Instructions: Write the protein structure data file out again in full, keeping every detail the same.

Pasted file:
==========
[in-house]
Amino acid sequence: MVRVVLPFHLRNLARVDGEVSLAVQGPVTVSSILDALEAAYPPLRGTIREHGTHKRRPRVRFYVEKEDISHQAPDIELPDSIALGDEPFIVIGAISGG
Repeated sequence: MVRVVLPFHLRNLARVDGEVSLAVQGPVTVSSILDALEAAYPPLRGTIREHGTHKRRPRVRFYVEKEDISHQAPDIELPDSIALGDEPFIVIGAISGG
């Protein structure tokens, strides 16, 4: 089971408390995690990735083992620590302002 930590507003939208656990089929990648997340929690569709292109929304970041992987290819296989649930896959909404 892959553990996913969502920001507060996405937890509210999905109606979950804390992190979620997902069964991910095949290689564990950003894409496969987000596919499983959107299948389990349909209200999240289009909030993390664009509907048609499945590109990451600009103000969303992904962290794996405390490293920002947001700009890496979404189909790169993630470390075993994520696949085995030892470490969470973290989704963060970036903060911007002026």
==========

[in-house]
Amino acid sequence: MVRVVLPFHLRNLARVDGEVSLAVQGPVTVSSILDALEAAYPPLRGTIREHGTHKRRPRVRFYVEKEDISHQAPDIELPDSIALGDEPFIVIGAISGG
Repeated sequence: MVRVVLPFHLRNLARVDGEVSLAVQGPVTVSSILDALEAAYPPLRGTIREHGTHKRRPRVRFYVEKEDISHQAPDIELPDSIALGDEPFIVIGAISGG
């Protein structure tokens, strides 16, 4: 089971408390995690990735083992620590302002 930590507003939208656990089929990648997340929690569709292109929304970041992987290819296989649930896959909404 892959553990996913969502920001507060996405937890509210999905109606979950804390992190979620997902069964991910095949290689564990950003894409496969987000596919499983959107299948389990349909209200999240289009909030993390664009509907048609499945590109990451600009103000969303992904962290794996405390490293920002947001700009890496979404189909790169993630470390075993994520696949085995030892470490969470973290989704963060970036903060911007002026």